Skip to content

Thing One and Thing Two’s Gingerbread House

December 16, 2010

The gingerbread house all a glow

The rain was pounding down; the wind was battering at the house. The day was looking mighty dismal and boring.  Suddenly the door flew open and Thing One and Thing Two, arrived to stir things up. (Thing One and Thing Two are my daughter and her buddy.)

They blew into the house and announced, “Let’s make a gingerbread house and Christmas stockings!”  I, in a storm induced stupor, said, “Did you bring a gingerbread house kit?” Thing One, (my daughter) replied very matter-of-factly, “Oh no, we are going to make it from scratch.”  Well all righty then! Things were beginning to look up.

Off to the glorious and ever fulfilling internet to search for recipes and blueprints for Thing One and Two’s gingerbread house. After a bit of search, we found just the blueprint and recipe that made their toes twinkle and their hair giggle. There was one draw back, it said it would take 2 -3 days to make, they had 24 hours. The gauntlet was down.

We turned on the oven and fired up the mighty Kitchen Aid mixer. With flour puffing in the air, the dough was mixed and the patterns cut out. Their first try in making a wall was a failure as the dough was too soft but Thing Two mixed and mixed the dough with more flour still it was stiff as a board. The second cuttings of the walls and roof went perfect.

They let them cool over night and then the next day, was at it again. T minus twelve hours till lift off. Thing One and Thing Two mixed the mortar. Now the mortar or as some would call the icing, truly could be used to fix your brick fireplace. This stuff is amazing! It is a simple recipe of egg whites and powder sugar but it works great to glue things together.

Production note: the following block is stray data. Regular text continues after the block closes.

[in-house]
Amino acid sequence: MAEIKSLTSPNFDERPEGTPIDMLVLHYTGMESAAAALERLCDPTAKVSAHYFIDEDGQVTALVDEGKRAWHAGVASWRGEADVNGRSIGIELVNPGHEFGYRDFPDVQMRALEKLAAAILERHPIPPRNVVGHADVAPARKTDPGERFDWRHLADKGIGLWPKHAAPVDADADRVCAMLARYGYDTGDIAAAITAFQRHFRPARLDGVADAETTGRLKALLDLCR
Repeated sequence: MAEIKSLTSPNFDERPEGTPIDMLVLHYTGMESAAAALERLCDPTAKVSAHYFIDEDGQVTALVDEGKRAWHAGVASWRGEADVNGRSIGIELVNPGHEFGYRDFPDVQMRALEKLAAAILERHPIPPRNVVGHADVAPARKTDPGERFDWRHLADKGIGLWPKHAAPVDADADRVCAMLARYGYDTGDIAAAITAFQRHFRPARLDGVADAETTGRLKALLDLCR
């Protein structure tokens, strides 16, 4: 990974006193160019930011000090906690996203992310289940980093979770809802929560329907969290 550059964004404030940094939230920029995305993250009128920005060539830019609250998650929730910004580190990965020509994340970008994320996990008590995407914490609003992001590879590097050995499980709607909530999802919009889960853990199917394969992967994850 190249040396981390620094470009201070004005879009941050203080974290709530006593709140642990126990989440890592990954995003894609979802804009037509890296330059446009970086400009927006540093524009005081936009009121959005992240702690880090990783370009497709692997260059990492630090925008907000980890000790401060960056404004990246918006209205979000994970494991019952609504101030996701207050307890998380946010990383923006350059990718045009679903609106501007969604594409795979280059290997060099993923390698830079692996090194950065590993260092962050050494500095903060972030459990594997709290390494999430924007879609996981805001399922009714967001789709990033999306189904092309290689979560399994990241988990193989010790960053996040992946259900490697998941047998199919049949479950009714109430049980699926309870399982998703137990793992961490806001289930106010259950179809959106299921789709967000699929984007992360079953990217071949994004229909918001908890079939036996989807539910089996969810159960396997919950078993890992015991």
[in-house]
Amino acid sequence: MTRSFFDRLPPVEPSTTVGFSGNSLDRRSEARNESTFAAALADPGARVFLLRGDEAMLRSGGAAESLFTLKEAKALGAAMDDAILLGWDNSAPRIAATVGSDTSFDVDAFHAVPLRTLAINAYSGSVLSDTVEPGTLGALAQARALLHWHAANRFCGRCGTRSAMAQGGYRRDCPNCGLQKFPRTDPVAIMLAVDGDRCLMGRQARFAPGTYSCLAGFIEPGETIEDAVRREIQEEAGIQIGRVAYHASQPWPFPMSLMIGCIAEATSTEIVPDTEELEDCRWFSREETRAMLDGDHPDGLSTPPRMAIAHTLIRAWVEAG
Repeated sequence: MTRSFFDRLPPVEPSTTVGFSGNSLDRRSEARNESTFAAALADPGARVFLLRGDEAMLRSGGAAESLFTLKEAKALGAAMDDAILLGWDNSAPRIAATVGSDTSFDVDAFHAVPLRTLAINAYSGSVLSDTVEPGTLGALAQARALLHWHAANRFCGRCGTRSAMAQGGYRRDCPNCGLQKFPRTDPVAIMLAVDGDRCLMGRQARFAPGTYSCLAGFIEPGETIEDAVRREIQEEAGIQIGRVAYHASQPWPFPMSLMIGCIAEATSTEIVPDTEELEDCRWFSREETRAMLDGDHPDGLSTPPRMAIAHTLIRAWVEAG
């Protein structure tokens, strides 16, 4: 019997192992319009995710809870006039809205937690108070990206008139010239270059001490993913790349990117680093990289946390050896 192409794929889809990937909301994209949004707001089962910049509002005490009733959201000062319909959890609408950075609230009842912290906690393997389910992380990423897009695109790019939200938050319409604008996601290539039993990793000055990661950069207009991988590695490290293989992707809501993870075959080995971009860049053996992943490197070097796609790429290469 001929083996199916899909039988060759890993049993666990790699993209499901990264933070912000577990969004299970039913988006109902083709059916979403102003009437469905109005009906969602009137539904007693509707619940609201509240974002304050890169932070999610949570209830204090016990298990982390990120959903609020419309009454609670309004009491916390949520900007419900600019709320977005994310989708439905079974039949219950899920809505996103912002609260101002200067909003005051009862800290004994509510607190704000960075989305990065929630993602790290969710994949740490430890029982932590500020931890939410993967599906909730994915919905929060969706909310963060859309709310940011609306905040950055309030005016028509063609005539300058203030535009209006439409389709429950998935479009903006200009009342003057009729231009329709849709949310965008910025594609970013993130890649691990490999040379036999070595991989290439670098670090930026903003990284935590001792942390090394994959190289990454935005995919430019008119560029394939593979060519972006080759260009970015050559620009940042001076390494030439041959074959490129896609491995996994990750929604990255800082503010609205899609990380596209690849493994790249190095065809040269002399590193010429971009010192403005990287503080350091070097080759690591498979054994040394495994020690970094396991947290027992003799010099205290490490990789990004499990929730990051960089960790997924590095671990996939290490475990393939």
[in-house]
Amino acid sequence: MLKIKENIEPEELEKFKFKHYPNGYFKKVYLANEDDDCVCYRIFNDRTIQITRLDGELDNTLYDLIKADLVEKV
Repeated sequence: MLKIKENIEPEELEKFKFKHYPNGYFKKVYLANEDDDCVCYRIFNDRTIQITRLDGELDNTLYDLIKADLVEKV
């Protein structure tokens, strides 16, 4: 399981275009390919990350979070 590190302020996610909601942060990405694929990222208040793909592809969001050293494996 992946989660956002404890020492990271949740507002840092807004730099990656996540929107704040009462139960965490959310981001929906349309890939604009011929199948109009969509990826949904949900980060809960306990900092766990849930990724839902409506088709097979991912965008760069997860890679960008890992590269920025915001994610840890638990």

Quick as a wink, they glued the walls together. Off to watch a movie with hot chocolate. Back later to glue the roof on. Then off to the sewing machine to make Christmas Stockings which were made in monster motifs, just like you would imagine Thing One and Thing Two would do. We had flour, candy, fabric, buttons and fake fur everywhere. Things were really beginning to look up as the storm still raged outside.

Under construction

Next came the pebble stone courtyard for the gingerbread chapel, as it had become. Then the pathways, the bell tower and the pond. The roof singles were applied and the chapel coated with candy. It was ready for the tissue paper window installments. Cat in the Hat (Granny) got into the action with that one gluing them in the windows carefully. The gingerbread cathedral was complete! In much less time than recommended.

Thing One and Thing Two

Thing One and Thing Two, scurried about and finished up the monster socks, swept the floor and left in a flurry. As they drove off, You could almost hear “Merry Christmas to all and to all a good day!” The place quieted down and the rain softened. Everything looked pretty much the same except for the shiny gingerbread chapel left behind, a glow with wonder. Thank you Thing One and Thing Two for the Christmas cheer and the left over fake fur from the stockings still hiding in the corner.

Here is Thing One and Thing Two’s gingerbread house recipe, blue print and mortar. (I mean icing) Hope your Christmas is filled with wonder, love and laughter. Oh and a little fake fur and icing. Oh and candy. Oh and lots and lots of hugs.